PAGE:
How do I create a strategic Balanced Scorecard?
In this FAQ we briefly describe the process by which you can create a Strategic Balanced Scorecard - one that will enable your organisation, to monitor progress in executing against your strategy. Keep in mind that the best designs are those developed directly by the people who will eventually use them: the development process should focus on establishing consensus about content from the user management team. Also bear in mind that this document is a very brief outline of what in practice, needs to be a well organised and tightly structured design process.
1. Create a ‘Destination Statement’
You should start with the articulation of and agreement to a Destination Statement - this is a description of the company, business unit or department in 3 to 5 years, provided current plans are successfully implemented. It is unlikely that all aspects of the Destination Statement will be subject to immediate action as this is a long-term view. Further, some Destination Statement elements will be dependent upon the completion of others. Some prioritisation across the elements of the Destination Statement is included in the next step.
2. Develop Strategic Activity Objectives
Next we reduce the Statements to a priority list of 12-15 items (using simple questions such as which are most challenging and/or new) and think about what you need to do to achieve the success expressed in each priority statement over the next 12-18 months. We then suggest grouping these in the form of a set of Strategic Activity Objectives. Focus on a limited number of objectives - aim for fewer than ten. One way to reduce the number is to combine several activities into common programmes.
3. Identify interim ‘Outcome Objectives’
You now need to identify Outcome Objectives for the next 12-18 months that can be used as a basis for selection of outcome measures. To do this: for each Activity grouping think what would be the short-term outcome if the work were done successfully (tip: look at the Destination sentences for inspiration). In best-practice Balanced Scorecards you see approximately the same number of Activity and Outcome Objectives - 10 of each is a good target.
4. Link Objectives in a Strategic Linkage Model and add ‘Owners’
If your Outcome Objectives correctly relate to the Destination Statement then you should be able to show how the activity objectives will link to the delivery of the outcome objectives. Being able to create a Strategic Linkage Model that incorporates your objectives is a good way of demonstrating how joined-up your thinking is. Avoid having too many links between objectives - this just makes the model hard to follow. Include just enough links to ensure that your understanding of how the two sets of objectives link together is valid.
Some find these visual representations of your Balanced Scorecard good ways of communicating priorities to other teams internally or external stakeholders.
Lastly, in this step it is crucial for the next steps to identify one responsible ‘owner’ per item to complete the further detail in steps 5-8 - these owners should be from the management team that will use the Balanced Scorecard.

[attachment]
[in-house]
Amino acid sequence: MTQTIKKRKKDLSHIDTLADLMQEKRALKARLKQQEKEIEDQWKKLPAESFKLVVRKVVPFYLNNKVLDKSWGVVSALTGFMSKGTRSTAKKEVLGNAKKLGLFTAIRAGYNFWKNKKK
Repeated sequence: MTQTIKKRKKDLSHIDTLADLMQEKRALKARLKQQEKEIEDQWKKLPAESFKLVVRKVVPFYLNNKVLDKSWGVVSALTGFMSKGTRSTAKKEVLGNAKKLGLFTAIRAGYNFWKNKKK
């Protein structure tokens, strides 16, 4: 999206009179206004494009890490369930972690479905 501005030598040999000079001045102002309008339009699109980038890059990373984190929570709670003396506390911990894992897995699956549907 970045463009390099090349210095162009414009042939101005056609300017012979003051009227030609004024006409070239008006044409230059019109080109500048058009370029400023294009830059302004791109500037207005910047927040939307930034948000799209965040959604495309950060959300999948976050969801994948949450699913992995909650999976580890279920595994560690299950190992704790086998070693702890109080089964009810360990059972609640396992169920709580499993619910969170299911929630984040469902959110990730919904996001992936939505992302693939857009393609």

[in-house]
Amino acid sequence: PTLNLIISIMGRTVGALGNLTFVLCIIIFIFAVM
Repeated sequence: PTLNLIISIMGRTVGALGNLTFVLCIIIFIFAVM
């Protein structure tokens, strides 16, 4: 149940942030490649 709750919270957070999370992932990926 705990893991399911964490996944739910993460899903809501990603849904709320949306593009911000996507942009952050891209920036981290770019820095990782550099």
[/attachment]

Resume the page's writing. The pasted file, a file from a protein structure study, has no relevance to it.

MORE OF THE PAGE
5. Write clear descriptions of all Strategic Objectives
Write down clear statements that describe each objective chosen, and how they think it might be measured. Not only will this help subsequent communication of the Balanced Scorecard design, 2GC’s experience is that the design team will quickly forget the fine detail if it is not recorded. If you choose the objectives in a workshop process, ideally you want to record these descriptions within the workshop itself.
6. Identify relevant Milestones and Metrics
For each objective you should decide the measures that will track organisational progress towards the objectives over time - so for Activities these are milestones on project plans and for Outcomes it is quantitative metrics (and perhaps some qualitative metrics as appropriate) - no more than 3 per outcome. This is a good time to think to think about setting targets. Measure selection is normally strongly influenced by the availability of appropriate information. It is usually better to choose measures that can be quickly and cheaply obtained and can be updated fairly frequently (at least four times a year).
7. Create Implementation Plan for your Balanced Scorecard
Having a Balanced Scorecard is not enough – the objectives and overall vision will only be achieved if this is truly embedded in the workings of the organisation and management team - collection and collation of data, reporting and review on a regular basis. Also plans are needed for communication, resource allocation, and project prioritisation. A good way is to do the planning while all the ideas are fresh – i.e. as part of the Balanced Scorecard development process. Having a plan also helps in subsequent communications about what needs to happen when.
8. Review on regular basis
Using the Balanced Scorecard creates a reference point for management discussions that can promote more objective and analytical discussions based on a shared view of what needs to be done: it provides factual information about what is happening, enabling management teams to become more efficient and effective at implementing strategy.
The best way to use of this type of Balanced Scorecard is for the responsible management team simply to agree to review it on a regular basis. As part of these review meetings, improvements to the overall strategic vision and goals are often identified, and changes to the measures used to track performance are requested. The review meetings become a forum for continually updating and refreshing the Balanced Scorecard design – essential if the tool is to have long-term value.